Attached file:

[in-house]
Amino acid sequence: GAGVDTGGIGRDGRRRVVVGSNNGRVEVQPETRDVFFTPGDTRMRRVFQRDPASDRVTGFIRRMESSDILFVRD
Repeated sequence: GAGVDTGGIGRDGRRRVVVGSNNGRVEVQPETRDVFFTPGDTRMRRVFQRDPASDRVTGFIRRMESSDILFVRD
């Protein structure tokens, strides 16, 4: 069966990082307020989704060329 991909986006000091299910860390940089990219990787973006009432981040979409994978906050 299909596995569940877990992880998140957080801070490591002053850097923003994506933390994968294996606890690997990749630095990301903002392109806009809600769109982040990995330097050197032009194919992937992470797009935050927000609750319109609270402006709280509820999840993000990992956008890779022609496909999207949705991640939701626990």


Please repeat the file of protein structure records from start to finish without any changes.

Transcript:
[in-house]
Amino acid sequence: GAGVDTGGIGRDGRRRVVVGSNNGRVEVQPETRDVFFTPGDTRMRRVFQRDPASDRVTGFIRRMESSDILFVRD
Repeated sequence: GAGVDTGGIGRDGRRRVVVGSNNGRVEVQPETRDVFFTPGDTRMRRVFQRDPASDRVTGFIRRMESSDILFVRD
């Protein structure tokens, strides 16, 4: 069966990082307020989704060329 991909986006000091299910860390940089990219990787973006009432981040979409994978906050 299909596995569940877990992880998140957080801070490591002053850097923003994506933390994968294996606890690997990749630095990301903002392109806009809600769109982040990995330097050197032009194919992937992470797009935050927000609750319109609270402006709280509820999840993000990992956008890779022609496909999207949705991640939701626990």